With the passage of Measure 91 in 2014, the recreational marijuana industry became legal in Oregon. For those interested in the marijuana business or those with concerns about a new or proposed marijuana facility, Oregon's new law raises many questions about where, when, and how those producing, selling and processing, marijuana may operate. To control this new industry, the state of Oregon and local governments, have adopted various regulations.
This article addresses basic land use issues surrounding the retail sale, processing, and wholesaling of recreational marijuana in Oregon. It does not address land use issues facing recreational growers. This article also does not discuss the medical marijuana industry, which has a separate set of regulations.
If you are already involved in, or looking to get into, the recreational marijuana business, is important to remember that marijuana remains unlawful under federal law. So, even though recreational marijuana is legal now in Oregon, the risk of civil and criminal liability remains. Talk to your attorney so that you fully understand all the risks of being in the marijuana business.
The Oregon Liquor Control Commission ("OLCC") has principal responsibility for regulating marijuana processors, wholesalers, and retailers. (ORS 475B.090-110.) For these businesses, it controls a broad range of activities and has adopted rules regarding such things as license application requirements, testing products, taxes, and security. For a complete list of OLCC regulations, see Oregon Administrative Rule ("OAR") 845-25.
Additionally, the OLCC regulates where retailers, processors, and wholesalers may locate. These rules prohibit business types from locating on federal land, at a liquor store, or at a medical marijuana grow site, processing site, or dispensary (see OAR 845-025-1230(1). Examples of other OLCC regulations include:
In addition to OLCC"s regulations, state law allows local governments to adopt reasonable "time, place, and manner" regulations. (ORS 475B.340(a).) Local governments frequently adopt these rules in the form of land use controls found in the applicable development code (sometimes called a zoning ordinance or zoning code.)
These land use regulations implement zoning and development standards that control the use of property. See Nolo's article Building on Vacant Land: Zoning Issues You Might Face for a general explanation of zoning regulations.
Most local governments make their development codes available online. To find the applicable code, determine what city or county the subject property is in and go to that governing body's website.
Development codes classify land into various zones (examples include, multi-family residential, mixed-use, and heavy industrial.) The zoning classification will dictate what uses are allowed in a particular geographic area.
The development code will also include development standards that apply to specific land uses. For example, there will be setbacks and minimum lots size requirements. Development standards also often regulate things like fences, screening, parking, and access.
So, what does this all mean for potential recreational marijuana retailers, wholesalers, and processors? First, the use must be allowed in the applicable zone. For example, Clackamas County permits recreational marijuana retail shops in both rural and urban commercial zones, and it allows wholesalers in urban industrial, rural commercial, and industrial zones.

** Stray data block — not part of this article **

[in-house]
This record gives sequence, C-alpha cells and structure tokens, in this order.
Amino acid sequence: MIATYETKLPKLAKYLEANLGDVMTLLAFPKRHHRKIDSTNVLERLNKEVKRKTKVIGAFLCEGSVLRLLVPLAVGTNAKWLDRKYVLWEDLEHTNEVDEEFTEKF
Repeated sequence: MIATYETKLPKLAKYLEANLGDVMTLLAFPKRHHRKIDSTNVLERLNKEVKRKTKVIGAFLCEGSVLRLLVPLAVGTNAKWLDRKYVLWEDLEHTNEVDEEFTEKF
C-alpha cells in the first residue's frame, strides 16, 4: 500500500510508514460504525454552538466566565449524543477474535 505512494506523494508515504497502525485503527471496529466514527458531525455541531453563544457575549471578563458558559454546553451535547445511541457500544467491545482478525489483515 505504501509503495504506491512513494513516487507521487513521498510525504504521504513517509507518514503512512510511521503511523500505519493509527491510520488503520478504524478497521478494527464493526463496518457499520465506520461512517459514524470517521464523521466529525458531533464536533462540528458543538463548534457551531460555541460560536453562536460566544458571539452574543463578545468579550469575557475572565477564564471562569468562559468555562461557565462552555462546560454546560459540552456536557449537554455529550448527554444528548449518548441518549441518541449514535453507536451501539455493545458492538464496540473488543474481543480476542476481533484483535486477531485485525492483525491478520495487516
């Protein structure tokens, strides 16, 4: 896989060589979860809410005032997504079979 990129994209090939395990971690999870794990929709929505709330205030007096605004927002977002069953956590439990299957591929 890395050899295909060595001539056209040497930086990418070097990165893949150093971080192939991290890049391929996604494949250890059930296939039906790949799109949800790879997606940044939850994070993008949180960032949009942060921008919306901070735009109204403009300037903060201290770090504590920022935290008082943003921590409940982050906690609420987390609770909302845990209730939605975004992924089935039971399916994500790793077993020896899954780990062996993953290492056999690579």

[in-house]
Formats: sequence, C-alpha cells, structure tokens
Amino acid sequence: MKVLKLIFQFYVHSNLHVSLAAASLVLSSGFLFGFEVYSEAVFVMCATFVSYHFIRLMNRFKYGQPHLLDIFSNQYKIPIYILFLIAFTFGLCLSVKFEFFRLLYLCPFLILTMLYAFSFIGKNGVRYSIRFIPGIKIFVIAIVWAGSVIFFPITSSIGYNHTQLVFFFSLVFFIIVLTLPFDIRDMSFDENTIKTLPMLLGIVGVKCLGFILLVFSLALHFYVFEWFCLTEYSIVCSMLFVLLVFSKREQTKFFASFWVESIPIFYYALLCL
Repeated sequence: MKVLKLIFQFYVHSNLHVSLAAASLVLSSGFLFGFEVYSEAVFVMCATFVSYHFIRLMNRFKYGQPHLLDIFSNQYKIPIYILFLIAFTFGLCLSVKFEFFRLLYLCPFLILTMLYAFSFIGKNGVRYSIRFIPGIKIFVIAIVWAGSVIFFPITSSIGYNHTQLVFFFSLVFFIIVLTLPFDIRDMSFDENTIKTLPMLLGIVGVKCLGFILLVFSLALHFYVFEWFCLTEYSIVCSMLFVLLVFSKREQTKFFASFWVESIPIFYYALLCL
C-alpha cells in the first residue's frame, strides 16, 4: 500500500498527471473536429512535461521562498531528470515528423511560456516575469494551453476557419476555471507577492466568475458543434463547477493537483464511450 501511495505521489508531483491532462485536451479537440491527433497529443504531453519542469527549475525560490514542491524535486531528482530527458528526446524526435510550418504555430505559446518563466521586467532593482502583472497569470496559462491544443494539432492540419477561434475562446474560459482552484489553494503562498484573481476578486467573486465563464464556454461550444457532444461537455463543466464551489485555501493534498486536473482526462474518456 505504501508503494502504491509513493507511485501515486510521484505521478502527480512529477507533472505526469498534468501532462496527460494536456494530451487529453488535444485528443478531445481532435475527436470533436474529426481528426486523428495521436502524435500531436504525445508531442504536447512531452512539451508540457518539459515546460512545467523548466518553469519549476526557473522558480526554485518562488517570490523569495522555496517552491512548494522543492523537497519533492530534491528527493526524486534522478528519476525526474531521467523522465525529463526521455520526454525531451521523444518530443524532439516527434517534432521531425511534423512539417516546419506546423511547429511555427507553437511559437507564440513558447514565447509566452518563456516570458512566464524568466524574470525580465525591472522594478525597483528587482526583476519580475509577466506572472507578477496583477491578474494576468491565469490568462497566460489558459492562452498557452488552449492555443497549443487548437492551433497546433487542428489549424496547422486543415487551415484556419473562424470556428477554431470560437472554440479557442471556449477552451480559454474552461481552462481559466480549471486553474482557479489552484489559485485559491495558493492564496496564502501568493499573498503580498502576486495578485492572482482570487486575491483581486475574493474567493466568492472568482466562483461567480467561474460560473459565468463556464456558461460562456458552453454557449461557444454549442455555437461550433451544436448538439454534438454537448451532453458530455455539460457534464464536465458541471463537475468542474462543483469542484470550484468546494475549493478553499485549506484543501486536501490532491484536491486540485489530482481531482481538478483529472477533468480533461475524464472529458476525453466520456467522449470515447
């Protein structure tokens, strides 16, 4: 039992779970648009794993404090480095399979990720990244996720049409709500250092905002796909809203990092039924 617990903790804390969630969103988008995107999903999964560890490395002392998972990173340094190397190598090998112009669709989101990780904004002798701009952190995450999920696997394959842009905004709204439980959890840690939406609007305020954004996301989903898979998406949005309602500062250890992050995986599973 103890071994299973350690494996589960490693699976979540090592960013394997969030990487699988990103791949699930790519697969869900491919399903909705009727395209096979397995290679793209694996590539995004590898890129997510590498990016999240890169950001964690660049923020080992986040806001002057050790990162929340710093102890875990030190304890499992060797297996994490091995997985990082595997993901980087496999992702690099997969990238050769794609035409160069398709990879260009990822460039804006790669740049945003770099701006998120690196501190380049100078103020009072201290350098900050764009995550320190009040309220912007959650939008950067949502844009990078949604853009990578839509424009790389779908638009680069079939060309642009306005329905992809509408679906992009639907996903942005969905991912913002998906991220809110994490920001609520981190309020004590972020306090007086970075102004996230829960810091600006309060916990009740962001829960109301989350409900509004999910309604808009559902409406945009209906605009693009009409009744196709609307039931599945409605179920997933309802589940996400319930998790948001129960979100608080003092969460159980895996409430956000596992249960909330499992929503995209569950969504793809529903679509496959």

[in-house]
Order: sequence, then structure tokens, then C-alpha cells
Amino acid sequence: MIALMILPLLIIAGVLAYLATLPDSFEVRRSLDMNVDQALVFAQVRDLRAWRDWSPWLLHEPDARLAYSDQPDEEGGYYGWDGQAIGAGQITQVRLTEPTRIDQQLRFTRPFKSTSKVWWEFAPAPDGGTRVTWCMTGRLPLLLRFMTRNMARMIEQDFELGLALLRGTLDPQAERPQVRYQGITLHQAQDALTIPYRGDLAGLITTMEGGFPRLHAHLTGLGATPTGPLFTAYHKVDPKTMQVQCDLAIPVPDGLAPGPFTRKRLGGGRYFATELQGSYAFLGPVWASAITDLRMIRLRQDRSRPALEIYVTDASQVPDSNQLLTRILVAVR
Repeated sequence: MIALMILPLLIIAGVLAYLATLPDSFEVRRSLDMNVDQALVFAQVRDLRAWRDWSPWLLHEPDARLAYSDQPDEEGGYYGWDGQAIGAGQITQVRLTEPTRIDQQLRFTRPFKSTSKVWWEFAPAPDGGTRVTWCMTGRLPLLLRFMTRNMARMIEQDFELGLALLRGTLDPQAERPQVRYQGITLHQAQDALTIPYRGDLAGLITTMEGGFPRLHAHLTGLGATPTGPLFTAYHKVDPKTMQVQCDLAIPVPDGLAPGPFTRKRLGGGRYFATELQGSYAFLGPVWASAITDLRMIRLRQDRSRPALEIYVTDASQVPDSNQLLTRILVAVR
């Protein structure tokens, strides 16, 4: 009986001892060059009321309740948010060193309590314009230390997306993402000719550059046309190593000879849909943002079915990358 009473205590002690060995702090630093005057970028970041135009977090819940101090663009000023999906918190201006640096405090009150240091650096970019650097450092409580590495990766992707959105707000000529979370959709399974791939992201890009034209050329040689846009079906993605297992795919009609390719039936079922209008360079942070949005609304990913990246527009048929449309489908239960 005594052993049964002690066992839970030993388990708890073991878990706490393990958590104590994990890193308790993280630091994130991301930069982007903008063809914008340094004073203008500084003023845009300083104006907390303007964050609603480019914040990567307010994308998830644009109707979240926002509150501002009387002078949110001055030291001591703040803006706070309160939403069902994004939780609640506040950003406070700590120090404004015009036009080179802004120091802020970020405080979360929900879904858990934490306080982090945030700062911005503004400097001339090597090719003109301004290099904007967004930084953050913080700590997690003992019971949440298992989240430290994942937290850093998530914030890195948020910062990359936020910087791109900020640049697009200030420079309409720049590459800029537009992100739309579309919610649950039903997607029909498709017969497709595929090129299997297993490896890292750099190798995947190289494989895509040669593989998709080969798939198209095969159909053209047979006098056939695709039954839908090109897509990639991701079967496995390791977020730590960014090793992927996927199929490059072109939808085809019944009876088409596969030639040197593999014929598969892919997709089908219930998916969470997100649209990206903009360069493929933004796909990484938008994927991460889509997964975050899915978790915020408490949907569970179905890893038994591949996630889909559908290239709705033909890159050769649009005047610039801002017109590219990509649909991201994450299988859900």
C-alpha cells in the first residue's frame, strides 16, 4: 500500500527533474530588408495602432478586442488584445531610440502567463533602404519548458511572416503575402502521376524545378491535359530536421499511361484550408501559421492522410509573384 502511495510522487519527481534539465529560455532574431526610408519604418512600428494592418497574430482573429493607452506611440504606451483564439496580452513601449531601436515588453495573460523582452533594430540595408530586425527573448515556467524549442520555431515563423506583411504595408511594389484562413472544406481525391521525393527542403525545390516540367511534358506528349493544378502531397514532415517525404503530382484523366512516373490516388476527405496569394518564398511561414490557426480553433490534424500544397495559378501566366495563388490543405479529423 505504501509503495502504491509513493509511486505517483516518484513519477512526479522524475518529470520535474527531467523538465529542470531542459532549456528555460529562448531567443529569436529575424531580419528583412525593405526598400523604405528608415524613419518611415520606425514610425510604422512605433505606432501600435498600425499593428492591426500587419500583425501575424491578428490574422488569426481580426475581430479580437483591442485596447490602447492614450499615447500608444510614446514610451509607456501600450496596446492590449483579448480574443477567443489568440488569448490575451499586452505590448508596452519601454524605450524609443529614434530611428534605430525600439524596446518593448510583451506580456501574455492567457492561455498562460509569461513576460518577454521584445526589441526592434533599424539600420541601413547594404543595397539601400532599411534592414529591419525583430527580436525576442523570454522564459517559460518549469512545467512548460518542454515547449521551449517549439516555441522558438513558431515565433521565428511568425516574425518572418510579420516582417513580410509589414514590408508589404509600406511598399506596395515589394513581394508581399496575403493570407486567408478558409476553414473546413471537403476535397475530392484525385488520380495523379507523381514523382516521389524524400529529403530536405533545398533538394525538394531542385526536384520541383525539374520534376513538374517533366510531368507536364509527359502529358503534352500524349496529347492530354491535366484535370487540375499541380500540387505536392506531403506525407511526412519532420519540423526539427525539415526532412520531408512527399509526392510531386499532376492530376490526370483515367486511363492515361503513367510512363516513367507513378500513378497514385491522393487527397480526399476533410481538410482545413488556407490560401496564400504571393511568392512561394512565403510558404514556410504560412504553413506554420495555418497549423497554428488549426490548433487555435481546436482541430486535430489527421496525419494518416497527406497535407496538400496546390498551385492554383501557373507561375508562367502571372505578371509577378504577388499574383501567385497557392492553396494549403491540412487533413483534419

The proposed marijuana business must also comply with all development standards. For the marijuana business, these typically include:
It is important to understand how the zoning and development standards will control any proposed marijuana retailer, wholesaler, or processor. For instance, if a piece of property is zoned so that retail marijuana is allowed, but the proposed retail building cannot meet setback and minimum distance requirements, the application will typically be denied (unless the developer can get a variance.)
Oregon law allows cities and counties to prohibit recreational marijuana businesses in some cases. (ORS 475B.800.) If a city or county does so, it will be placed OLCC's "opt out" list. Since it is possible for a local jurisdiction to ban some business types, but not others (for example, a county may prohibit processors, but allow retailers), reviewing the opt out list to see what a local allows is important. A copy of the opt out list is available online.
Local land use regulations play a significant role in OLCC's decision to grant or deny a license to recreational marijuana businesses. As a critical first step in OLCC's review of any license application, it will require the applicant to submit a Land Use Compatibility Statement ("LUCS".) If the LUCS indicates the retail, wholesale, or processing facility is not lawful under local land use laws, OLCC will deny the license application.
The LUCS form is available at the OLCC's website.
For those with an interest in, or concern about, a proposed marijuana business, OLCC has produced a helpful "Business Readiness Guide". Reviewing it will provide you an overview of the applicable regulations.
While land use regulations play a significant role in controlling the retail sale, wholesale, and processing of recreation marijuana, it is only one part of a heavily regulated industry. Other important areas of law, include employment, tax, and even criminal law. Hiring an attorney to help you through the myriad of laws and regulations process is a good idea.